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  • Encana to sell Jonah field operations to TPG Capital for $1.8B [View news story]
    ECA is a very asset rich company and I suspect to see more deals designed to unlock value going forward. JMO
    Mar 31 12:15 PM | Likes Like |Link to Comment
  • Torstar's Ongoing Value Trap [View article]
    Market cap at around current price is around 475 million dollars. Torstar owns a lot of the real state that its papers/ business operate out of and it owns quite a few papers. Just the value of its real estate in Toronto and area could be worth more than its current market cap. Also it is still a profitable company even if its not growing. They have also not done a very good job of making the operation more efficient - still lots of little guarded empires that could be stream lined and made more efficient from what I see. - lots of opportunity to do things more efficiently. I would think that their is a lot of value to be unlocked here.

    JMO
    Mar 31 10:28 AM | 1 Like Like |Link to Comment
  • What Seeking Alpha Is Doing To Prevent Paid Stock Promotion [View article]
    It is good to see that SA is keeping an eye on things and I would hope that they do not let their guard down and actually step up the auditing and checking. SA has a excellent reputation and is one of the sites I visit regularly. My experience does though tell me that you do need to know something about the stock or subject you are reading about. Their are some very good authors here but their are also some that I would classify in the learning or up and coming category. Even when the author is completely up front (and I believe most on SA are) a lot is dependent on opinion and how and which facts are presented as well as the knowledge depth of the author. When it comes to depth of knowledge, some of the cementers have a better understanding than the Authors which is why you see some authors getting called up big time on what they write and getting what I call "chased out of town"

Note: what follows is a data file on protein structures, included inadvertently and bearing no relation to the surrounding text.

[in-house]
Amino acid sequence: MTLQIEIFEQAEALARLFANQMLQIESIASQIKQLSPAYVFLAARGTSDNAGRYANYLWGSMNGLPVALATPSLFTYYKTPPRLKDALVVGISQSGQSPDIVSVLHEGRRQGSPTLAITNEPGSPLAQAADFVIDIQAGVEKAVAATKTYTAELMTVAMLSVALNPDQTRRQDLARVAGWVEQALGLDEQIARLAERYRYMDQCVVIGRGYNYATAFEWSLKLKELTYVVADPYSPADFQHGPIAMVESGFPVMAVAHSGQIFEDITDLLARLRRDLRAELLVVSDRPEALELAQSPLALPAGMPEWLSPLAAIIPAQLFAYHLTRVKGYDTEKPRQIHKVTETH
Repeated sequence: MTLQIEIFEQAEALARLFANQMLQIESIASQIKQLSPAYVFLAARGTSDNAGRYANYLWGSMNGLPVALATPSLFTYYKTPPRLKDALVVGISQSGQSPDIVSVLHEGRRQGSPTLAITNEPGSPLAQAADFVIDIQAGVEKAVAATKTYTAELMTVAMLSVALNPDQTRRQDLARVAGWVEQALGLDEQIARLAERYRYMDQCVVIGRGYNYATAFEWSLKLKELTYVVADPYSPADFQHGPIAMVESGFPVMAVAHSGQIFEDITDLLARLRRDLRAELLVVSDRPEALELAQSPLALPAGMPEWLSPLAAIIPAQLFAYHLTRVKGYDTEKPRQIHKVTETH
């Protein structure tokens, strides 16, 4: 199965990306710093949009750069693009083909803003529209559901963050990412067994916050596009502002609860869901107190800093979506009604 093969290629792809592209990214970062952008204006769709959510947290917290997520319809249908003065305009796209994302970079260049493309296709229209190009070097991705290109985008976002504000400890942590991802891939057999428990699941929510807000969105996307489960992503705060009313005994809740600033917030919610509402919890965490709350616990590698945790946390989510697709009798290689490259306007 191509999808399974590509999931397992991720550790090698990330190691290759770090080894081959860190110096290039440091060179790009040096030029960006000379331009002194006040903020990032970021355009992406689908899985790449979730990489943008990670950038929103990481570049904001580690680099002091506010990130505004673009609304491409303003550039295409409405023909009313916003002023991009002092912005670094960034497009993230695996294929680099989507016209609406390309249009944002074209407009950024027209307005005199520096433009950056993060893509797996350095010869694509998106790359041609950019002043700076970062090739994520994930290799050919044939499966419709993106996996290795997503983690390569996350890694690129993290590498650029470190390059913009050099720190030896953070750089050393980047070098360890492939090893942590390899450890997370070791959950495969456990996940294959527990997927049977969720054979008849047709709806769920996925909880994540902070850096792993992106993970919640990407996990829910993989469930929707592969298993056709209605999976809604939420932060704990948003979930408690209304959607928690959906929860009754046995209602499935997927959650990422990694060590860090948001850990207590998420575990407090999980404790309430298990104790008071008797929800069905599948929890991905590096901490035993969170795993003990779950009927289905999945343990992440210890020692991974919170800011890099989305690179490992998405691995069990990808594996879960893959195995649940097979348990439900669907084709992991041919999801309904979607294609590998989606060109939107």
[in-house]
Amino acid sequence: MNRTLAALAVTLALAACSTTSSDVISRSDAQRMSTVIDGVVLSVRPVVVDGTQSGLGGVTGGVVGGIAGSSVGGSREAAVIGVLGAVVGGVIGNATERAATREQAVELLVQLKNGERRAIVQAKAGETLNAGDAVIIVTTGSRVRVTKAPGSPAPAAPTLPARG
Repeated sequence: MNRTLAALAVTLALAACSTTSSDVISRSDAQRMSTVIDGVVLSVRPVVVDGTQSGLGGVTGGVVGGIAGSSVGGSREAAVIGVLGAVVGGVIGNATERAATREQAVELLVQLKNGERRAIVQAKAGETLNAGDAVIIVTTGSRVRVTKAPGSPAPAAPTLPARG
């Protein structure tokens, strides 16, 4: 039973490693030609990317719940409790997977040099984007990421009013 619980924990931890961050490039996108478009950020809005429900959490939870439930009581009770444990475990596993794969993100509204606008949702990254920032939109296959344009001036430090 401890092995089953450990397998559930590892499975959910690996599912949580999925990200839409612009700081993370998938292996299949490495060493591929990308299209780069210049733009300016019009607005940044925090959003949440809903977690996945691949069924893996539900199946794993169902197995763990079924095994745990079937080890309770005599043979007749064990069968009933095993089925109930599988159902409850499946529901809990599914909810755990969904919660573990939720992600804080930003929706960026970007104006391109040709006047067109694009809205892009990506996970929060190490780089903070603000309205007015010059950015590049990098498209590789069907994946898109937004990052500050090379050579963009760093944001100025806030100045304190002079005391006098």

JMO
    Mar 28 10:40 AM | Likes Like |Link to Comment
  • Turquoise Hill Announces Financial Results and Review of Operations for 2013 [View article]
    Repeat post for those who may not look at announcements of upcoming earnings announcements.

    Good story on what is going on in Mongolia with respect to TRQ and also shows how China seems to have made a deal to open up its boarders in turn for exporting some heavy duty pollution to Mongolia (4 coal gassification plants that will no doubt supply China.) also gives some incite with respect to how the investment world views the government and specifically the mining minister.


    http://on.ft.com/1ix6K1j


    ft.com > Comment > Blogs >
    FT Alphaville


    Turquoise — still the colour of money in Mongolia?
    Dan McCrum | Mar 25 13:25 | Comment | Share


    Decision time approaches for Mongolia, Rio Tinto and Turquoise Hill on Oyu Tolgoi, the enormous copper mining project that could one day represent about a third of the landlocked nation’s economy.


    Since we reported that Mongolia’s yet to be created sovereign wealth fund could take an equity stake in Turquoise (which releases earnings after the close in Toronto on Tuesday), one deadline has been extended, the mining minister has done his best to wind up investors, China has reasserted itself and Tony Blair has popped up.


    All of which means that a deal to start work on the underground part of the mine (phase II), funded by $4bn of loans by commercial banks and multilateral lenders, is very close. But it remains caught up in Mongolian politics, and may not hit the March 31 deadline on which the funding hangs.


    To deal with those loans first. The agreement with the commercial banks is good until Monday. The World Bank’s International Finance Corporation and the European Bank for Reconstruction and Development had set a February 24th deadline for their involvement, but this was kicked out to March 31.


    Rio and a team of Mongolian negotiators led by a former politician have pretty much nailed down the terms of their agreement, and could have some sort of memorandum of understanding and completed feasibility study ready to go by Monday.


    We also understand that Tony Blair — who has form in helping big mining deals get past a late-stage impasse — has told the Mongolians that the deal is fair, although in an unofficial capacity only. Officially he is in the country advising on a governance project.


    However Rio needs/wants someone with clout to sign the agreement, such as the prime minister, before they start digging on this. Which brings us to the mining minister, Gankhuyag Davaajav.


    He was in Toronto this month to talk up the country at a mining conference, the Prospectors and Developers Association of Canada, with a keynote address that gives a sense of the importance of the project to an economy that is exploding:


    But then the minister, an unapologetic resource nationalist, had a series of meetings with investors. They didn’t go so well. Sample reaction quote:


    He really went out of his way to be a dickhead.


    When Gankhuyag was first appointed he said he would renegotiate the underlying investment agreement that specifies the ownership and royalty structure for the mine, or resign. Rio has point blank refused, and he has since rowed back from that, but continues to be noisily opposed.